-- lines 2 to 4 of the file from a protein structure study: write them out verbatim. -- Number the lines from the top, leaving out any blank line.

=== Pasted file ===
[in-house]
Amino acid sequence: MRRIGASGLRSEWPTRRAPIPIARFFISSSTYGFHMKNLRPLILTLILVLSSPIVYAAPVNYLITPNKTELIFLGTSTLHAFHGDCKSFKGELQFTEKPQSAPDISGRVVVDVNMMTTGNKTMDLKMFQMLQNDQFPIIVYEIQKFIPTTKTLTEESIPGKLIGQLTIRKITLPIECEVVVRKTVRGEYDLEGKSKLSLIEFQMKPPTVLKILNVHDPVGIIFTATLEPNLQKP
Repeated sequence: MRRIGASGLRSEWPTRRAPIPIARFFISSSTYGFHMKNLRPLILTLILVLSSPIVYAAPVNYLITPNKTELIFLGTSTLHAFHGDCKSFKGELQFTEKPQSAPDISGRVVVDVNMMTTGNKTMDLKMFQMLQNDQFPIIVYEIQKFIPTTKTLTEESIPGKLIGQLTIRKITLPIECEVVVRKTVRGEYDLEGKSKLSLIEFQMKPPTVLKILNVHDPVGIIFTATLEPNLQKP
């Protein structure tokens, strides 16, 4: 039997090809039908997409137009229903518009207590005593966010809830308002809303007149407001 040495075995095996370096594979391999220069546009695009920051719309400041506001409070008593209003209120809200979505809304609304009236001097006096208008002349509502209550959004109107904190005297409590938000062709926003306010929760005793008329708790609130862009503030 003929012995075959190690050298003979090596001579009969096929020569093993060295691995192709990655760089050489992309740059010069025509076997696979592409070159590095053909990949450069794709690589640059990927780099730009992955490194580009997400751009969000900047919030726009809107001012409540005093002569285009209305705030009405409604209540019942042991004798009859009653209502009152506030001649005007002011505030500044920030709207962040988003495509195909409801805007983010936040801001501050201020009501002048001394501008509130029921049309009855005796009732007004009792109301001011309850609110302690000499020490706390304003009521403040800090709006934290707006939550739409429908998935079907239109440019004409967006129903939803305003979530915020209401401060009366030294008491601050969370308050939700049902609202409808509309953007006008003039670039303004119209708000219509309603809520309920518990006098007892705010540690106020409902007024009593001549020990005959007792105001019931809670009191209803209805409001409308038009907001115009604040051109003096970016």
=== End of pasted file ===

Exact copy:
Amino acid sequence: MRRIGASGLRSEWPTRRAPIPIARFFISSSTYGFHMKNLRPLILTLILVLSSPIVYAAPVNYLITPNKTELIFLGTSTLHAFHGDCKSFKGELQFTEKPQSAPDISGRVVVDVNMMTTGNKTMDLKMFQMLQNDQFPIIVYEIQKFIPTTKTLTEESIPGKLIGQLTIRKITLPIECEVVVRKTVRGEYDLEGKSKLSLIEFQMKPPTVLKILNVHDPVGIIFTATLEPNLQKP
Repeated sequence: MRRIGASGLRSEWPTRRAPIPIARFFISSSTYGFHMKNLRPLILTLILVLSSPIVYAAPVNYLITPNKTELIFLGTSTLHAFHGDCKSFKGELQFTEKPQSAPDISGRVVVDVNMMTTGNKTMDLKMFQMLQNDQFPIIVYEIQKFIPTTKTLTEESIPGKLIGQLTIRKITLPIECEVVVRKTVRGEYDLEGKSKLSLIEFQMKPPTVLKILNVHDPVGIIFTATLEPNLQKP
């Protein structure tokens, strides 16, 4: 039997090809039908997409137009229903518009207590005593966010809830308002809303007149407001 040495075995095996370096594979391999220069546009695009920051719309400041506001409070008593209003209120809200979505809304609304009236001097006096208008002349509502209550959004109107904190005297409590938000062709926003306010929760005793008329708790609130862009503030 003929012995075959190690050298003979090596001579009969096929020569093993060295691995192709990655760089050489992309740059010069025509076997696979592409070159590095053909990949450069794709690589640059990927780099730009992955490194580009997400751009969000900047919030726009809107001012409540005093002569285009209305705030009405409604209540019942042991004798009859009653209502009152506030001649005007002011505030500044920030709207962040988003495509195909409801805007983010936040801001501050201020009501002048001394501008509130029921049309009855005796009732007004009792109301001011309850609110302690000499020490706390304003009521403040800090709006934290707006939550739409429908998935079907239109440019004409967006129903939803305003979530915020209401401060009366030294008491601050969370308050939700049902609202409808509309953007006008003039670039303004119209708000219509309603809520309920518990006098007892705010540690106020409902007024009593001549020990005959007792105001019931809670009191209803209805409001409308038009907001115009604040051109003096970016």